Australian MIT Withholding Rates

10 June 2010

Non resident investors in Australian managed investment trusts (MITs) are subject to a final withholding tax on fund payments made by the MIT. Fund payments exclude payments of interest, dividends, royalties, capital gains and amounts not from an Australian source. These amounts are subject to separate tax rules and withholdings. Typically fund payments therefore include rental income and other Australian sourced income derived by the MIT.

The rate of MIT withholding varies based on whether the non resident is tax resident in a country that has entered tax information exchange arrangements with Australia and is listed in the Tax Administration Regulations, 1976. Tax information exchange provisions may be included as part of Australia's double tax treaties (tax treaties) or as part of a separate tax information exchange agreement (TIEA). Although Australia has information exchange provisions with over 60 countries, only 37 have been included in the Regulations (at the time of writing). The Government announced as part of the 2010-2011 Budget that the regulations will be updated to include:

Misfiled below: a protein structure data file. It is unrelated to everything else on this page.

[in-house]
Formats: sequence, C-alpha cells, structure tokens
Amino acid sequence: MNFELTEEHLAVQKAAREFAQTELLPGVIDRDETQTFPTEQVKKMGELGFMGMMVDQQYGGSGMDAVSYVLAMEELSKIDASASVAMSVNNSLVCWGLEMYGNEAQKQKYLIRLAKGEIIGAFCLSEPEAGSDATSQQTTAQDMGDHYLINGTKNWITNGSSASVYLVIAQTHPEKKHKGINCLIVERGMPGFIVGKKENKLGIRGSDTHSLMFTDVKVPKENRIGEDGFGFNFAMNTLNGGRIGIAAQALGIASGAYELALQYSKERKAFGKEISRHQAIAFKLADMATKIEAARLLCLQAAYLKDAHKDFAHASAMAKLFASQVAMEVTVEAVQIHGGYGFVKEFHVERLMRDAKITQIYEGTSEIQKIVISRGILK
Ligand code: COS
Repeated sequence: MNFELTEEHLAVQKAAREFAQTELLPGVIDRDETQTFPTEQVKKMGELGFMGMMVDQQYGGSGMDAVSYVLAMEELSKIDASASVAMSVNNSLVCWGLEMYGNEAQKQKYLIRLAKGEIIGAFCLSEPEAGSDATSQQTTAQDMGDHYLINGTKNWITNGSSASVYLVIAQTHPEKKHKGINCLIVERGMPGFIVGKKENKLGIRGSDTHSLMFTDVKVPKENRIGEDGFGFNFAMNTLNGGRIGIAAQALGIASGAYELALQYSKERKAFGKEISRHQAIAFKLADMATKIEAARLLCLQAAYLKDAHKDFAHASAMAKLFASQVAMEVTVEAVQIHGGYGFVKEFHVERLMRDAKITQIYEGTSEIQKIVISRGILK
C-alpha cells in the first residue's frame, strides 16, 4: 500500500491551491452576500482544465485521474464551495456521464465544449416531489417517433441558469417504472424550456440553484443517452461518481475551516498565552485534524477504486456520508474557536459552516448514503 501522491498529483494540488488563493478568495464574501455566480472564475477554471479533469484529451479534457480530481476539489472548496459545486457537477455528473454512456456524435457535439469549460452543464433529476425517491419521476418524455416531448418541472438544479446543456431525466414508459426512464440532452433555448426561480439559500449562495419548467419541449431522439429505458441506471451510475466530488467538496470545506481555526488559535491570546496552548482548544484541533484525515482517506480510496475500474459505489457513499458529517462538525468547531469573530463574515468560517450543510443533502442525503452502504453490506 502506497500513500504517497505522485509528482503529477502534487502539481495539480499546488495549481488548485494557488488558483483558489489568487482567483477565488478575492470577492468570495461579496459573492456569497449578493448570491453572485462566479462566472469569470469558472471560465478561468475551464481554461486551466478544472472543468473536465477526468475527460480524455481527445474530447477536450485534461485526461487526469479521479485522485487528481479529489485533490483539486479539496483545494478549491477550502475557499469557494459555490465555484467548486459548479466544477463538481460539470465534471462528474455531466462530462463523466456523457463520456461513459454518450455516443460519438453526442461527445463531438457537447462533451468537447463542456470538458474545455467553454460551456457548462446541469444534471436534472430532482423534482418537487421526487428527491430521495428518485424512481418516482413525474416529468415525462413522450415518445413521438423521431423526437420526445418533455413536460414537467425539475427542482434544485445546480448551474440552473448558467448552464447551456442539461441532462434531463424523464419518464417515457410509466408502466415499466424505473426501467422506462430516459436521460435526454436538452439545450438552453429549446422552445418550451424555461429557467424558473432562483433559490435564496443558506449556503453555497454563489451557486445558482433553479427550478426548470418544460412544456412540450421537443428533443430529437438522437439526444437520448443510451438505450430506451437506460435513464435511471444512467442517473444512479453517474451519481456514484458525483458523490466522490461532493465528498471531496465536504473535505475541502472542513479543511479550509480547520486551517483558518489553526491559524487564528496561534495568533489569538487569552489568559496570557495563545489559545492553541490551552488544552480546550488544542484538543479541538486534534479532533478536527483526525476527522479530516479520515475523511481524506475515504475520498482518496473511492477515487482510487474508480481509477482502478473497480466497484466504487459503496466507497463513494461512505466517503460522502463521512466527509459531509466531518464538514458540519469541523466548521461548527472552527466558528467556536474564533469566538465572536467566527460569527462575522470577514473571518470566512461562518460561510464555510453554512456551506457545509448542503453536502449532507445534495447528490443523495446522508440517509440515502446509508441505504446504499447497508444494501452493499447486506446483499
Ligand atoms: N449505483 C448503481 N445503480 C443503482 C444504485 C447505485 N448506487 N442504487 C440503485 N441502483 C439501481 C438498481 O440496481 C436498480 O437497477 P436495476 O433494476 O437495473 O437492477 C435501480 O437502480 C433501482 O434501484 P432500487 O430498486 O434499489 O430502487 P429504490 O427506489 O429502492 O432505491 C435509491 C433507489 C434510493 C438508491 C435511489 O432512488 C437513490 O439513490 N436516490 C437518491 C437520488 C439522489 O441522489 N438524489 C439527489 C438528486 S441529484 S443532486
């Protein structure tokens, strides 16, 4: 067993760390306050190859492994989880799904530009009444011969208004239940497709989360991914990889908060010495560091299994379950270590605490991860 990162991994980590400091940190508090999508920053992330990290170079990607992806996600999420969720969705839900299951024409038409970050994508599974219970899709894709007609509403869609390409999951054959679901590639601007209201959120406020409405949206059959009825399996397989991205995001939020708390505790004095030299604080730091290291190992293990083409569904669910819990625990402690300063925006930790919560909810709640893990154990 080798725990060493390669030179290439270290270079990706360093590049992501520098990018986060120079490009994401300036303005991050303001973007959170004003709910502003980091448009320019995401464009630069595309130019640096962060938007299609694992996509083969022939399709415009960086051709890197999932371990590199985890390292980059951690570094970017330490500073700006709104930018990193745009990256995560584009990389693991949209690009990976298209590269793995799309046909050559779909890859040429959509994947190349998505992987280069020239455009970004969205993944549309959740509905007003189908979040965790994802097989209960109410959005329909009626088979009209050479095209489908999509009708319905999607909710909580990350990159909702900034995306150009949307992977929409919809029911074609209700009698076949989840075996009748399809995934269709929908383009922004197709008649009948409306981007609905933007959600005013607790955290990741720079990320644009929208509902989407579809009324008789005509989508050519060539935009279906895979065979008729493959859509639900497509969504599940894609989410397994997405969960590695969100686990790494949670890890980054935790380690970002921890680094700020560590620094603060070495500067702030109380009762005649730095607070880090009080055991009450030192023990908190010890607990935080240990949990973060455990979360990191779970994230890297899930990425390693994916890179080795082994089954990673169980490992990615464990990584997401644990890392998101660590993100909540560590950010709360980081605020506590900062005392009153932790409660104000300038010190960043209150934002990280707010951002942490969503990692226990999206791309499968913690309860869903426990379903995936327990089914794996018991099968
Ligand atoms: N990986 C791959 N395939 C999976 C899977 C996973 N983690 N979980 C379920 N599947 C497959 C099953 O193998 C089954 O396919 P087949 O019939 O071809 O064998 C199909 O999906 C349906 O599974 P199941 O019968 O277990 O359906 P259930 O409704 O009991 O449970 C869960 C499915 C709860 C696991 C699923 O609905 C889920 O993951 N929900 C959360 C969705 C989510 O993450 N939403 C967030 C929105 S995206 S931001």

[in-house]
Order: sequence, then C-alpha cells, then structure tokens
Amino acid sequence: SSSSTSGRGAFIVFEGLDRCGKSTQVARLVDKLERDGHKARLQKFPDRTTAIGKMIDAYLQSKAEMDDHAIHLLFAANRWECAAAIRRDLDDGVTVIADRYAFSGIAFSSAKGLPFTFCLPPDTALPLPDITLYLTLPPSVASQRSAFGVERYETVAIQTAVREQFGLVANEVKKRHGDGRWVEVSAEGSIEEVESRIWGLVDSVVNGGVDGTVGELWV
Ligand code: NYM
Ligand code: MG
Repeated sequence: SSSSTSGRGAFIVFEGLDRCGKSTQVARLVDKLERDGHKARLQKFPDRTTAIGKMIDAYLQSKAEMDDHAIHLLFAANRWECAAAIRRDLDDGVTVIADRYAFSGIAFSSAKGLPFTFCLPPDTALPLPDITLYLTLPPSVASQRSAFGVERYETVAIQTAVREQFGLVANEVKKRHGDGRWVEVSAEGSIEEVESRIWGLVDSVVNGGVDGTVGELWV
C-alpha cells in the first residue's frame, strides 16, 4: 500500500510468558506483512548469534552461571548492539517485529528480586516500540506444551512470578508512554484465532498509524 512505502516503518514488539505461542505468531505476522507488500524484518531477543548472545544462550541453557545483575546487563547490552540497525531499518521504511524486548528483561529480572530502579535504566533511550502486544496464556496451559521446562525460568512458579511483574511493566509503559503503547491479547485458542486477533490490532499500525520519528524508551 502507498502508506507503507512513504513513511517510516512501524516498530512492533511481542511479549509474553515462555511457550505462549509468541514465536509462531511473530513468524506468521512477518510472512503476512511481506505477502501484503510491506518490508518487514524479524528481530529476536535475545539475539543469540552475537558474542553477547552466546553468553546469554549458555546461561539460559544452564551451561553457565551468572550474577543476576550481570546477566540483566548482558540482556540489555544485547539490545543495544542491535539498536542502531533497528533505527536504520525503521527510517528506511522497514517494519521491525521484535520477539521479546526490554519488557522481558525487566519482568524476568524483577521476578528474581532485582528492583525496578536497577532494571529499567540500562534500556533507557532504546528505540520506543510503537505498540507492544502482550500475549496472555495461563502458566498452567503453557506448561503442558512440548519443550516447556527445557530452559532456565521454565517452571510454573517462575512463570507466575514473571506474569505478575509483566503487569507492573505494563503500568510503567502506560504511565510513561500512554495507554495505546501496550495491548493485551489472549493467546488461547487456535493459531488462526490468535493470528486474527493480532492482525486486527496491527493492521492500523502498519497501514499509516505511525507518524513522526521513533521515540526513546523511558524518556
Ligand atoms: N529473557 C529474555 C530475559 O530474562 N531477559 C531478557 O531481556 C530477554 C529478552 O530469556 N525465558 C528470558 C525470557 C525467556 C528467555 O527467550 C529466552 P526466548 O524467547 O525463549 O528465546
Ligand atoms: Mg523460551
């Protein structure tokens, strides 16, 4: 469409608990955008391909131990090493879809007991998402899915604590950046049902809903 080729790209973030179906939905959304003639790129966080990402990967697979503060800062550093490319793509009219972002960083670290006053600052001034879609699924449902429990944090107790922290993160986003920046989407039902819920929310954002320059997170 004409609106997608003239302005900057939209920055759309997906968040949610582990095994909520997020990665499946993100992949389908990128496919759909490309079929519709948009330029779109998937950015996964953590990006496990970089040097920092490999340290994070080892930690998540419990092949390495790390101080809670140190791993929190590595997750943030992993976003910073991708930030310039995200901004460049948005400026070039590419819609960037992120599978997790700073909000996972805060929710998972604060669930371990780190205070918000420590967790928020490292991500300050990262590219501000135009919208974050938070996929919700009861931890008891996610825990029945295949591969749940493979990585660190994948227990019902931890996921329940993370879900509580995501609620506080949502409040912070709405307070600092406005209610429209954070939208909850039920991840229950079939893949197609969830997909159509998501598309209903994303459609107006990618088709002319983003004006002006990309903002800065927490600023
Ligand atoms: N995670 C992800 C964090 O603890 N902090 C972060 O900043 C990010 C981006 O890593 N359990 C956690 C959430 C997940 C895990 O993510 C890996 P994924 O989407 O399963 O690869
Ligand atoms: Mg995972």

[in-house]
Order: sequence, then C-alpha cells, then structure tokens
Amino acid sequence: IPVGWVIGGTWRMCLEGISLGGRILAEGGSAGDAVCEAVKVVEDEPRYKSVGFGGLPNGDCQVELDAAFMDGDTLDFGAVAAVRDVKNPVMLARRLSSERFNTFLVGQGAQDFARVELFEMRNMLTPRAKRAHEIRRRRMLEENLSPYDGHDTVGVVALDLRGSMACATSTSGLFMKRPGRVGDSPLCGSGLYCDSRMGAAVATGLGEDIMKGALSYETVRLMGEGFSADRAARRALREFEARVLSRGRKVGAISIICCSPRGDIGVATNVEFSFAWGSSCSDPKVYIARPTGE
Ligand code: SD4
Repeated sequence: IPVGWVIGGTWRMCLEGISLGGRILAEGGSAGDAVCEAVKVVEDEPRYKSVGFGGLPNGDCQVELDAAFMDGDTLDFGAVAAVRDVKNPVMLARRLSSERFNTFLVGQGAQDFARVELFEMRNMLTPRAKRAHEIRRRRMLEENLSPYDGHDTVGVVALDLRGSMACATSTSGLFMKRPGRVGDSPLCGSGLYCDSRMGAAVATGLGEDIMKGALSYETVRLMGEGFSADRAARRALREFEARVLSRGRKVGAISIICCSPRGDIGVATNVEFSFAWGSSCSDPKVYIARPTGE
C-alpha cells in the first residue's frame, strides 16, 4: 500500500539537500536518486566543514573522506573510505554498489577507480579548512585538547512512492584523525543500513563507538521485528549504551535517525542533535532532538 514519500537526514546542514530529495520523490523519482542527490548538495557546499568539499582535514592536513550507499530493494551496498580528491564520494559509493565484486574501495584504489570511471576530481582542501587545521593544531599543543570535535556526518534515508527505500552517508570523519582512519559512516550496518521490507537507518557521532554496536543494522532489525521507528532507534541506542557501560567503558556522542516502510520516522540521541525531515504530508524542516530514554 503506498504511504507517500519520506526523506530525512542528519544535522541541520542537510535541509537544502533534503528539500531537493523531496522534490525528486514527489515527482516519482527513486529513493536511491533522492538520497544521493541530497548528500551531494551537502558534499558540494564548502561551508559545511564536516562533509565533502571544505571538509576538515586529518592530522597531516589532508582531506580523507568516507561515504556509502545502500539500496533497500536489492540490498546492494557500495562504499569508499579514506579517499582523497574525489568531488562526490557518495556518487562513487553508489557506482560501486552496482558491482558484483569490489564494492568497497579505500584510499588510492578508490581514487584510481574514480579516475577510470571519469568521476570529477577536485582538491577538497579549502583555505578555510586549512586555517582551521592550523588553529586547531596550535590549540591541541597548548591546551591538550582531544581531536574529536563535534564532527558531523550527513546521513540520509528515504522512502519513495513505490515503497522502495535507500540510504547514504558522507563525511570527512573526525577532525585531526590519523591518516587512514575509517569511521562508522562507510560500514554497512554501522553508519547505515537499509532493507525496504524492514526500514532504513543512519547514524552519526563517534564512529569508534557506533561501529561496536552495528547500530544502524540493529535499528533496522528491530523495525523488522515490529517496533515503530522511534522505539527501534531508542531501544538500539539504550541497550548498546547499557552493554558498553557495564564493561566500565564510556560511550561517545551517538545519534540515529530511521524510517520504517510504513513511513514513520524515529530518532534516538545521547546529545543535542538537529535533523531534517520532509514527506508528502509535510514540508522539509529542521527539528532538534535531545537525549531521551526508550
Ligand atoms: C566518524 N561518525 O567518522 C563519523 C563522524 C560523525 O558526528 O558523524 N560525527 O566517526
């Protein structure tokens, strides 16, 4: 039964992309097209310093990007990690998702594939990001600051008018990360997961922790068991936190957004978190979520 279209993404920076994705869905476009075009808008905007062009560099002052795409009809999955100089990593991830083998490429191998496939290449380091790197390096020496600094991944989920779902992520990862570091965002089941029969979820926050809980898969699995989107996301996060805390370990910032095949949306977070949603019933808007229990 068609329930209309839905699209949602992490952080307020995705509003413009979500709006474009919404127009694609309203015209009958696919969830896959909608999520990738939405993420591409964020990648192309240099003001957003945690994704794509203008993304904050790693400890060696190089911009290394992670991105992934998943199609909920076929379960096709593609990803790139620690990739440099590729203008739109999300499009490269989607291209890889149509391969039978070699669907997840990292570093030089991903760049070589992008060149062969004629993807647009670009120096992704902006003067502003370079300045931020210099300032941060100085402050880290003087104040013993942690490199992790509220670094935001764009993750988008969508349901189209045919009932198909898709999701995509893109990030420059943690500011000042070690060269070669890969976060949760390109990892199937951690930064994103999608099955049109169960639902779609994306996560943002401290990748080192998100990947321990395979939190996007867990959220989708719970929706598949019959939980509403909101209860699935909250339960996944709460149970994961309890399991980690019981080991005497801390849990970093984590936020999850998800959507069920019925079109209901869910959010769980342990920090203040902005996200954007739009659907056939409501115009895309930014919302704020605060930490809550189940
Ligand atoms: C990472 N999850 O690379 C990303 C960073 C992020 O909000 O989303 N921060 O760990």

• Antigua and Barbuda

  • the British Virgin Islands

  • the Isle of Man; and

  • Jersey

The expectation is that the remaining IEA countries will be introduced to the MIT withholding list as soon as possible but this would usually need to go through the Budgetary process (the Australian Budget is announced in May of each calendar year).  Accordingly, this can take some time to complete and until the countries are included in the regulations, the reduced MIT withholding rates do not apply.  Importantly therefore, non resident investors need to confirm whether their country of residence is included on the MIT withholding list.